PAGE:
In North Dakota, as is true in every state, if you are injured because of an intoxicated person's negligence, you can bring a personal injury claim against them. But in some situations, your legal options may not stop there. An injured person may also be able to bring a claim against the business (such as a bar or restaurant) or other third party that provided the alcohol to the intoxicated person, under "dram shop" and "social host" liability laws.
In this article, we'll look at third party liability for an alcohol-related accident in North Dakota, which come into play when alcohol is served to someone who is under the legal drinking age.
North Dakota Centennial Code section 5-01-06.1 allows an injured person to bring a claim against "any person who knowingly disposes, sells, barters, or gives away" an alcoholic beverage to another person who then causes injuries, if the person receiving the beverage was under age 21, and was "incompetent" or "obviously intoxicated" at the time. "Any person" may be either a licensed alcohol vendor or a social host who serves alcohol at a party.
Here is an example of a situation in which the provisions of section 5-01-06.1 might apply. Suppose that Diane stops at Bill's Bar on her way home from work. She has several drinks, and the bartender notices that she is slurring her speech, having difficulty walking, and seems to have trouble keeping track of the conversation. Nevertheless, the bartender continues to serve drinks to Diane. Eventually, Diane tries to stand up from her bar stool, but she falls, colliding with Pamela, who is sitting on the bar stool beside her. Pamela, Diane, and the bar stool crash to the floor, and both women are injured in the fall.
Pamela may seek compensation directly from Diane via a personal injury claim, for causing the accident through her negligence. However, Pamela may also choose to bring a dram shop claim against the bar for continuing to serve alcohol to Diane even after Diane had become "obviously intoxicated," under North Dakota law.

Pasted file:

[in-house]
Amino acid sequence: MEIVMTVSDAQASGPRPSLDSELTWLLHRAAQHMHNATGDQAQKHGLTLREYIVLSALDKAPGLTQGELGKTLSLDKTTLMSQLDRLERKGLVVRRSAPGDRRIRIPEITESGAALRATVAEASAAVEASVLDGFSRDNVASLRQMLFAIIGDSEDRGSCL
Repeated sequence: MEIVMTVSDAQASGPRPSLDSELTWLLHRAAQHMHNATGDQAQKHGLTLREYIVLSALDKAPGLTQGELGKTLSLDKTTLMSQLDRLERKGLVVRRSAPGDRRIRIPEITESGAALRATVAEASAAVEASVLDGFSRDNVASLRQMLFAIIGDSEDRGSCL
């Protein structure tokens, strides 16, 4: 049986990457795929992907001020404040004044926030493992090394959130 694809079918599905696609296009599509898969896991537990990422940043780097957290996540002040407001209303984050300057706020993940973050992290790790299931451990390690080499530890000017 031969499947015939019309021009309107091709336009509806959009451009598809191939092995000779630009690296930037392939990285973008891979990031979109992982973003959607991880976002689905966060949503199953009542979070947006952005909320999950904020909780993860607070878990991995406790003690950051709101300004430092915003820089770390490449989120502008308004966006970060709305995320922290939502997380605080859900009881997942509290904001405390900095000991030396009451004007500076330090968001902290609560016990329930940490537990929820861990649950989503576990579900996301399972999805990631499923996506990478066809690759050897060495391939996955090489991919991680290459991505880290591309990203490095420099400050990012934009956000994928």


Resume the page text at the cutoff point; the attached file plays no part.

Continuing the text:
North Dakota's dram shop statute is broadly written. It covers "any person" who provides alcohol, not merely vendors who are licensed to sell alcoholic beverages. So, a person who is injured by someone who was provided alcohol at a party may also have a claim against the social host who provided the alcohol, if the conditions we discussed in the previous section are present.
Here is an example. Suppose that Devin, a 19-year-old, goes to a block party hosted by Helen, his neighbor. At the party, Devin has several drinks, which Helen provides despite knowing Devin is not yet 21 years old. Eventually, Devin climbs into the driver's seat of his car to drive home. He has one passenger, his 20-year-old friend Fred. Devin runs the stop sign at the end of Helen's block and crashes into a vehicle driven by Peter. Peter and Fred both suffer injuries in the accident.
Under North Dakota's alcohol-related liability law, Peter can bring a claim against Helen for serving alcohol to Devin, who was underage, as well as a claim against Devin for causing the accident. However, North Dakota's law specifically prohibits Fred from bringing a claim against Devin, even though Fred was injured as well. The statute specifies that a claim cannot be brought against a vendor or social host by an adult passenger who was riding with a drunk driver when an accident occurred.
Dram shop and social host liability claims are civil claims under North Dakota law. This means that they must be brought by the injured person directly, and liability is expressed solely in terms of money damages.
Damages in a North Dakota dram shop or social host liability claim are intended to compensate the injured person for losses like:
Like other civil liability claims, a dram shop claim must be filed in a North Dakota court before the time limit set by the state's "statute of limitations" expires. In most cases, the lawsuit must be filed within six years of the date of the accident, otherwise it is very likely to be dismissed by the court.
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